Sunday, July 14, 2013
The continuing crime—State failure to fulfill its trust obligations to Native Hawaiians
by Larry Geller
I guess I shouldn’t have hyped the Star-Advertiser story on the Kalima trial before it came out. The story is a good beginning, but it begs for followup.
As I wrote earlier today, I’d rather hear the stories from the beneficiaries who have waited, in some cases, their whole lives, for the homestead, farm, or pastoral land that the State is obligated to give them, than see their pictures spread out in the newspaper.
The pictures tell us little or nothing. C’mon, Star-Advertiser, let’s hear from those whose images you’ve put in your paper (picture on left snipped from the web page). What did you commit to them that you’d put in the paper as you took their photos?
Later, in the Insight section, is an op-ed by KipuKai Kuali‘I which includes this observation:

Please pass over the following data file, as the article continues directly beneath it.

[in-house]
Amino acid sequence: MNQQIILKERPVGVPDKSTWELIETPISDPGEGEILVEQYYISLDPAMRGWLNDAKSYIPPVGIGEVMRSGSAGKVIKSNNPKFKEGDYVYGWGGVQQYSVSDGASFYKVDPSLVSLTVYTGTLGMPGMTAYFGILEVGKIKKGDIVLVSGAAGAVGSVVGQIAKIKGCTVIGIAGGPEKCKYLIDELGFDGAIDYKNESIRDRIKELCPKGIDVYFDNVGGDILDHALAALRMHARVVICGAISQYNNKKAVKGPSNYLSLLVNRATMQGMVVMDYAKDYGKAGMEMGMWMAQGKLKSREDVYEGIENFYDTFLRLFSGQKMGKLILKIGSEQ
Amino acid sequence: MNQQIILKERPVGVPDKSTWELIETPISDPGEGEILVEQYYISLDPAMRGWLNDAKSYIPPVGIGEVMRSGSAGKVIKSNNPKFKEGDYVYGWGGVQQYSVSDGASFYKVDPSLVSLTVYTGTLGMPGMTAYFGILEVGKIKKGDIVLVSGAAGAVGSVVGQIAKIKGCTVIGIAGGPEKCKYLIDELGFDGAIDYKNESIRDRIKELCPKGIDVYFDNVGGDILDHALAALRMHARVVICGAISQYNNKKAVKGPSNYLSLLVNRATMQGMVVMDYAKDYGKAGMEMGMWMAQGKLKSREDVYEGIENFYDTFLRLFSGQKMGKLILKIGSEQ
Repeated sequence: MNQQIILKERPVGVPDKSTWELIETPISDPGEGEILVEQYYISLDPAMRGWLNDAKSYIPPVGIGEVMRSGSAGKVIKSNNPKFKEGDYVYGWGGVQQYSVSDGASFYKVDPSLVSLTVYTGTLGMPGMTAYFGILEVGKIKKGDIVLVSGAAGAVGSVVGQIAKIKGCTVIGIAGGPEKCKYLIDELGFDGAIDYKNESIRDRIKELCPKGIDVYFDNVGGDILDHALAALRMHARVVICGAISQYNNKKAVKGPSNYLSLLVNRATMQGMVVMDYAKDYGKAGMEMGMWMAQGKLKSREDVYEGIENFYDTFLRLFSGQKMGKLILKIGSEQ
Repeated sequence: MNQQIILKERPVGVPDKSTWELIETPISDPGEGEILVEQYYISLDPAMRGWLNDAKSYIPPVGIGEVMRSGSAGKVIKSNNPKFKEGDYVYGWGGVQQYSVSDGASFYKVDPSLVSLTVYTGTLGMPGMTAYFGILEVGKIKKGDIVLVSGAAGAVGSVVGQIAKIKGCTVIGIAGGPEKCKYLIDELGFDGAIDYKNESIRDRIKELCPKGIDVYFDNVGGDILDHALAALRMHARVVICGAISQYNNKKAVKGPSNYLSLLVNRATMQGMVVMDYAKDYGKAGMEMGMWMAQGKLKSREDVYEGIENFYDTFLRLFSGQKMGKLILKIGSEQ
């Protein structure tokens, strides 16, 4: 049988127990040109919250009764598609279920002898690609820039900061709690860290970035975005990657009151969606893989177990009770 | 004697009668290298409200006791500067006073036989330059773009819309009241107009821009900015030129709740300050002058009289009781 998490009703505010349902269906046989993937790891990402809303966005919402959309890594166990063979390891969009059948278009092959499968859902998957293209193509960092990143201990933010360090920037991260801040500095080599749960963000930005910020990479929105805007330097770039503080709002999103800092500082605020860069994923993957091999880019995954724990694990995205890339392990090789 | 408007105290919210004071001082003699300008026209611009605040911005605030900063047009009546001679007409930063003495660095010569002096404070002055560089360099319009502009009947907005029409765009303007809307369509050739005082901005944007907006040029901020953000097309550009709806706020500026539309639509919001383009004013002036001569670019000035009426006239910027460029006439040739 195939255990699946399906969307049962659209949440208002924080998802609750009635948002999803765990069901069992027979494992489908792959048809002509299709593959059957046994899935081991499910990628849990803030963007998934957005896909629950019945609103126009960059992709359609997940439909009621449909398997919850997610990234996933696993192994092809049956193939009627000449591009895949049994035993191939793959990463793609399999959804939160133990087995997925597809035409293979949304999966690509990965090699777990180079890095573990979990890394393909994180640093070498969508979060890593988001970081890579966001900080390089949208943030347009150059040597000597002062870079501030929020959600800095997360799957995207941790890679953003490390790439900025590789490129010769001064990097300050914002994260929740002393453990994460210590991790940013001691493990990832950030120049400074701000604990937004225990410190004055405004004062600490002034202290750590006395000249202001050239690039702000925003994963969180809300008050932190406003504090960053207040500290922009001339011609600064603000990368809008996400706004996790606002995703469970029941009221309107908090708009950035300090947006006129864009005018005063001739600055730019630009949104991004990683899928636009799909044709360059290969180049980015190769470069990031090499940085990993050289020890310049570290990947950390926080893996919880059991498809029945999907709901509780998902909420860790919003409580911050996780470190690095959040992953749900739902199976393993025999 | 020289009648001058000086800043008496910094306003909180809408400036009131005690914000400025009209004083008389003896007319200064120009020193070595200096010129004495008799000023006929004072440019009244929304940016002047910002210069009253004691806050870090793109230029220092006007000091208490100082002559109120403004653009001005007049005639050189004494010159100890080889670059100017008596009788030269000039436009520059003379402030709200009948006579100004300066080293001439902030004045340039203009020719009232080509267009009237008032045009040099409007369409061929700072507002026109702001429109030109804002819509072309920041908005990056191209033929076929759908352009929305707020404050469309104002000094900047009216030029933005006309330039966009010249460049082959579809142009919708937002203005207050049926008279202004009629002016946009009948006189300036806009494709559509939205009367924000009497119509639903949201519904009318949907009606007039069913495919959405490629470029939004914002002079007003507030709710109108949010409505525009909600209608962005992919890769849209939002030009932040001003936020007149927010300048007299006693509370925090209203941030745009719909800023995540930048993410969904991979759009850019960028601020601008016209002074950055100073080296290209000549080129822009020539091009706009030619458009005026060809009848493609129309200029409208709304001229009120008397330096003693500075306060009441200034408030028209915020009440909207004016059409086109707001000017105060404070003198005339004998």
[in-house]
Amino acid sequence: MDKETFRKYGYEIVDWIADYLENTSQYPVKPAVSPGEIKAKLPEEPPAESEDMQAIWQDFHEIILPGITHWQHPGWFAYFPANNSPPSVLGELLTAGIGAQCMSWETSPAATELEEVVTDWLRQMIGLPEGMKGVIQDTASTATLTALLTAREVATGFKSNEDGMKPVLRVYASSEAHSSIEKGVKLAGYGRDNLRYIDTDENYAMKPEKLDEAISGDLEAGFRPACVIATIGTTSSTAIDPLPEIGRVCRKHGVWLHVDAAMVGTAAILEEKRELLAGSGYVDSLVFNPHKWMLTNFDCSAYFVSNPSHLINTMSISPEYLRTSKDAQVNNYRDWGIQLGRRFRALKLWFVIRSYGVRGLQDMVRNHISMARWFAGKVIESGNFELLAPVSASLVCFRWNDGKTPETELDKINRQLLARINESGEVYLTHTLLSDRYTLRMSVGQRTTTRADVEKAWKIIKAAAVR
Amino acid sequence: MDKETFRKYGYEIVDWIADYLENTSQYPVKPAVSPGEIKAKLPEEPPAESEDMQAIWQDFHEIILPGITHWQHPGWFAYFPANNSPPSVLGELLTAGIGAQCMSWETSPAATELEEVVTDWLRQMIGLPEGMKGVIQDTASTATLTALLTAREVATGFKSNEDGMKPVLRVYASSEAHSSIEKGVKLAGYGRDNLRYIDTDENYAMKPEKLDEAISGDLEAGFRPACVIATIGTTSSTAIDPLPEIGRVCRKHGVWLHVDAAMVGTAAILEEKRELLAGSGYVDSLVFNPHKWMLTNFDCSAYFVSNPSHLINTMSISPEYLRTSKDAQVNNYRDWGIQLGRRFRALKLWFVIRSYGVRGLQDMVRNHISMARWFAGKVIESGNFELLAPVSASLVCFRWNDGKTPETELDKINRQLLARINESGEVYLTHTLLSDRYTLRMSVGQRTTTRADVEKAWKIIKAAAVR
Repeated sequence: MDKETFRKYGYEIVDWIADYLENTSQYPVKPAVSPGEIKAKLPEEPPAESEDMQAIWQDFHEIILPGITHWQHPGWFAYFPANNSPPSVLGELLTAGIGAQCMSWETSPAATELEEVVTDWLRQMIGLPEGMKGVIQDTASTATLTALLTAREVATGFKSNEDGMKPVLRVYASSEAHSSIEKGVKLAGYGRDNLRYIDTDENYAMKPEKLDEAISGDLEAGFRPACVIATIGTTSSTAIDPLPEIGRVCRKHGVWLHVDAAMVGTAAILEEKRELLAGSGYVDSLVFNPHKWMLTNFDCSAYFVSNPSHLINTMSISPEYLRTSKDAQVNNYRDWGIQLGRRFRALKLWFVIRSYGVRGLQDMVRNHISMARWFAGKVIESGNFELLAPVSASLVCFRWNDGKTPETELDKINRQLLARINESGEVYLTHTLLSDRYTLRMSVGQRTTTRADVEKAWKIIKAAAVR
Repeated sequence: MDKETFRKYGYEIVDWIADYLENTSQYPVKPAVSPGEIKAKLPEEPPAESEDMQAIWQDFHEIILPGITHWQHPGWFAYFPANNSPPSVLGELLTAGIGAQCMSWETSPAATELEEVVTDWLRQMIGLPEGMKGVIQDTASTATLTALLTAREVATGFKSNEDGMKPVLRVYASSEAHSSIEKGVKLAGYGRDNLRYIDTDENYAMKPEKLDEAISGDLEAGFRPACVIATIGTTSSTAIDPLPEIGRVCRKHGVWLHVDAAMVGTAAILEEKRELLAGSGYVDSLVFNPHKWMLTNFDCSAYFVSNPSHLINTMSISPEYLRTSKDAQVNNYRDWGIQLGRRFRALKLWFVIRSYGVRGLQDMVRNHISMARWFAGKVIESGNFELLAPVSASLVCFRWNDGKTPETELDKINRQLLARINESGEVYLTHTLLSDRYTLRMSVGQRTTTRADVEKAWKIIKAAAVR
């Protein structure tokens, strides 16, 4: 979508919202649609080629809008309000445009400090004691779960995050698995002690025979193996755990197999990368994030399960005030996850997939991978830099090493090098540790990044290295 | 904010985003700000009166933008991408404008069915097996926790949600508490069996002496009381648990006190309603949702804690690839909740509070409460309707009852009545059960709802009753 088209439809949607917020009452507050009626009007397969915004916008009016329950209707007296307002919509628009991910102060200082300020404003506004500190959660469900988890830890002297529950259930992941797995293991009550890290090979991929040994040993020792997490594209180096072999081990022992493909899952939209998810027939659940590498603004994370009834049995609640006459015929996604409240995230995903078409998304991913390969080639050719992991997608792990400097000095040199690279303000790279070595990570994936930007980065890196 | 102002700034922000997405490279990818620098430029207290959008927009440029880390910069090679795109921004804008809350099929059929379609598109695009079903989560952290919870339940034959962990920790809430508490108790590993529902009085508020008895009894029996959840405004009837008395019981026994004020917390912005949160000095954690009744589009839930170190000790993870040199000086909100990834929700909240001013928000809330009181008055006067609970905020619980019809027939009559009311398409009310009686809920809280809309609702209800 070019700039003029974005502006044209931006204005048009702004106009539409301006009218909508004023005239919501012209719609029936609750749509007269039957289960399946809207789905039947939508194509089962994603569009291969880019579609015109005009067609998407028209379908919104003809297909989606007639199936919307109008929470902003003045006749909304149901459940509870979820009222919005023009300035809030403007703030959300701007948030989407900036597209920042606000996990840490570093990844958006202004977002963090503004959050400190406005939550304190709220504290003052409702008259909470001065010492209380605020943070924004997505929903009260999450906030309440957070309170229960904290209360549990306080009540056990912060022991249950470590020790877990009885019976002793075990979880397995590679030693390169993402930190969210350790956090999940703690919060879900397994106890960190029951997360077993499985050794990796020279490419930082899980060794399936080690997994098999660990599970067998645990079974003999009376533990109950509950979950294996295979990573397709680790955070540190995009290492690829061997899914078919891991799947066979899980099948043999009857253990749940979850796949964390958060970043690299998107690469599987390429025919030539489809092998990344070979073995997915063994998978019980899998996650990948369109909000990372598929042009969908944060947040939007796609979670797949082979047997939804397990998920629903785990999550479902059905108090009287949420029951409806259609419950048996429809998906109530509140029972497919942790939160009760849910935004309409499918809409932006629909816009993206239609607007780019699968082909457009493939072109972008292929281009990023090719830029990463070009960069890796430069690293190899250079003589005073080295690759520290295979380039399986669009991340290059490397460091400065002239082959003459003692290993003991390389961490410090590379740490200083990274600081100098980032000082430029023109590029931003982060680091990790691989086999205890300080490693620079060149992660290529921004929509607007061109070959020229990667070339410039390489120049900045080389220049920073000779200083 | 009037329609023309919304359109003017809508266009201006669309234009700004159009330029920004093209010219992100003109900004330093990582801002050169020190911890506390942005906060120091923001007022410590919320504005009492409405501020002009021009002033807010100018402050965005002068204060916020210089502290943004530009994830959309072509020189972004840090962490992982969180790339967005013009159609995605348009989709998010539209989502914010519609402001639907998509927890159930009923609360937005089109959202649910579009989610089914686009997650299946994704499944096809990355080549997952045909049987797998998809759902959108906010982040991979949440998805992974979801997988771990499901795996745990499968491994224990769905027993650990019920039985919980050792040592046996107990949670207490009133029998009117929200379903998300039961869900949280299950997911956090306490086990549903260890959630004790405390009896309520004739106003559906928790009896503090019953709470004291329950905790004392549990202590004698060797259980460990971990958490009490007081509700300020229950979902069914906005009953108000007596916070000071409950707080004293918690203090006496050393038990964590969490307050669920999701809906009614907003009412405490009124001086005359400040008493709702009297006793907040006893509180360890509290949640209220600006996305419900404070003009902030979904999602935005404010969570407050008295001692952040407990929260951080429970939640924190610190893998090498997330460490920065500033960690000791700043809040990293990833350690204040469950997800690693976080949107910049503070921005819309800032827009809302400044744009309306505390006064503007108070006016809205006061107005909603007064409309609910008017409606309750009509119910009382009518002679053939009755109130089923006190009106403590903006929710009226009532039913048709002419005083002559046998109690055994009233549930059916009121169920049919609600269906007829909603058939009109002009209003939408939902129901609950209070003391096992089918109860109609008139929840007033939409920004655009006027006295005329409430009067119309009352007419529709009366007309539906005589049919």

There are 4,007 Kauai families on the Department of Hawaiian Home Lands (DHHL) wait lists, including 2,150 for agricultural, 298 for pastoral and 1,559 for residential. Since the early 1980s, DHHL has awarded only 47 agricultural leases and one pastoral lease on Kauai.
[Star-Advertiser p. F2, Native Hawaiians on Kauai being denied, 7/14/2015]
If accurate, then 48 leases granted since the early 1980s out of 4,007 waiting, is nothing at all. No homelands at all granted is nothing. Zero. The trust is not operative.
What will it take to stop the State’s criminal neglect, put people on the land, and compensate those who have been denied? Probably another court case, because I don’t think the State has any intention, based on their performance so far, to fulfill their trust obligations.